ENGLISH VS. FRENCH
There are so many differences between English and French eating habits and it’s only right to share my knowledge and experiences with the world. Here are the facts…
- Bread, cheese and wine: it is not a stereotype, it is fact, that French people loooove these three things, especially together. It is not rare (and I don’t even notice it anymore) when someone walks down the street with a few baguettes in hand. You gotta get your bread somehow, right?
- It’s tradition to eat wine with every meal: although I try to avoid this one so I’m not drunk 24/7, the French tend to eat wine with lunch and dinner, and it’s normally just one or two glasses.
- They eat cheese every day: there are dedicated cheese shops everywhere you go, and there’s a reason for that; the French eat a hell of a lot of cheese. Whenever you ask someone if they eat it every day, they’ll look at you like you’re crazy and say ‘of course, why wouldn’t I?’. Also, I was watching an awful French game show this morning (Les Z’Amours) and it’s a program where couples have to answer questions about their other half. One of the questions is ‘what’s their favourite cheese?’ – mines is Saint-Nectaire by the way.
- The French eat a lot at lunch and little at night: the French tend to have big lunches instead of big dinners like in Britain. For example, the kids at school can have anywhere from an hour and a half to four hours for lunch! Yes, four! For workers, they tend to get around two hours every day for lunch. Also, a lot of shops shut for two to four or even five hours during lunch hours. I’ve found that now it’s getting in to summer, shops are shut for longer during the day. They also like to have a few courses for lunch. Once when I was at Ikea in Aix, everyone had their starter, main course and cheese plate ready. Yes, Ikea sells cheese plates in France.
- Sunday lunch instead of Sunday dinner: in Britain, we tend to have a big family meal at dinner time on a Sunday – the ‘Sunday roast’. But in France, the most important meal of the day is lunch and therefore Sunday lunch is a big deal. Whenever I have lunch at a French person’s house, it usually lasts three or four hours. By the end, everyone needs a nap after all the good wine and food we’ve consumed.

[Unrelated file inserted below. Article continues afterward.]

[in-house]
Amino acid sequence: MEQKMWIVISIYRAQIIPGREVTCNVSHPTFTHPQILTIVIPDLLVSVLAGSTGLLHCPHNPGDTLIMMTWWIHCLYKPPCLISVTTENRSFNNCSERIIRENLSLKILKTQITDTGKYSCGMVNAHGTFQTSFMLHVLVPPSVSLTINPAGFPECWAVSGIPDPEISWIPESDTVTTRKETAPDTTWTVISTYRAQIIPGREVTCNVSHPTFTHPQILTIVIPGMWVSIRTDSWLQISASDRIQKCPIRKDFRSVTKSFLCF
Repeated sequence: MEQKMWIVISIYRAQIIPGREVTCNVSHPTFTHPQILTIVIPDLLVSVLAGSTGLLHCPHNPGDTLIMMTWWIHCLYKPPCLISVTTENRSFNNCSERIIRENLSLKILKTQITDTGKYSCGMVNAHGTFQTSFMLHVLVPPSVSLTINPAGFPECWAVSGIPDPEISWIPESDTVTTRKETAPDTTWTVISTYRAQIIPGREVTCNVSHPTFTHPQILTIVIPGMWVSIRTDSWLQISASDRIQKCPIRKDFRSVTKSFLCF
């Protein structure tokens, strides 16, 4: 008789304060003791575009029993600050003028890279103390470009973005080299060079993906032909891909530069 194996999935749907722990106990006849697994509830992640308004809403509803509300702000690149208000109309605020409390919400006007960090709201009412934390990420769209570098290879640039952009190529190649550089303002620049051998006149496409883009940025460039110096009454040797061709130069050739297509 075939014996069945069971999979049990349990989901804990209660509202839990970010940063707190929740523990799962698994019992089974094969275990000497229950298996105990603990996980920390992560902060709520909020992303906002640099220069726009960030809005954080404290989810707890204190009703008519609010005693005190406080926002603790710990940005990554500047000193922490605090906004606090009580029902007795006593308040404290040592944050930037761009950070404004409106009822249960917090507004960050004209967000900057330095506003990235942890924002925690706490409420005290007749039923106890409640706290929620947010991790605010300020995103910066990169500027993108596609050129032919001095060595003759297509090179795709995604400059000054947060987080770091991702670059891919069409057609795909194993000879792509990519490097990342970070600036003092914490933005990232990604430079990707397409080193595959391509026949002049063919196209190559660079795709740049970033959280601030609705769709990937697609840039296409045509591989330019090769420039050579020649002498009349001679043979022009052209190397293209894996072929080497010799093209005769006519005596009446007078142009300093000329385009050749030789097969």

- Apéro: an aperitif is a huge deal in France. Again, if I eat at a French person’s house, we tend to have one or two glasses of hard alcohol before the starter to cleanse the tastebuds. Normally if you eat out at a restaurant, you go to a bar before and have one or two aperitif’s and some tapenade or olives (in the South anyway). The main thing I will miss when I return to Scotland is aperitifs.
- The French eat dinner later: people don’t tend to eat until a lot later in France. An apéro can start anywhere between 5pm-8pm and dinner starts after. Sometimes we won’t start eating until 9pm or 10pm and it doesn’t really matter if you’re having a nice drink and a chat. I went to a French person’s house on Friday night and we were in the pool until 9pm and then relaxed and slowly ate dinner, and we finished eating at around 1am. I no longer understand how some people eat at 6pm, it’s waaaay too early for us Frenchies…
- Breakfast: in Britain, it’s hard to generalise breakfast foods. However, we occasionally all enjoy a fry-up or a sausage roll for breakfast. The thought of having savoury for breakfast is ridiculous to a French person. Breakfast is always sweet in France, wether it be a croissant, a pain au chocolat or a bowl of sweet cereal.
This is part of a new series of mine. I will be talking about a subject from A-Z twice a week.
L: Leaving Aix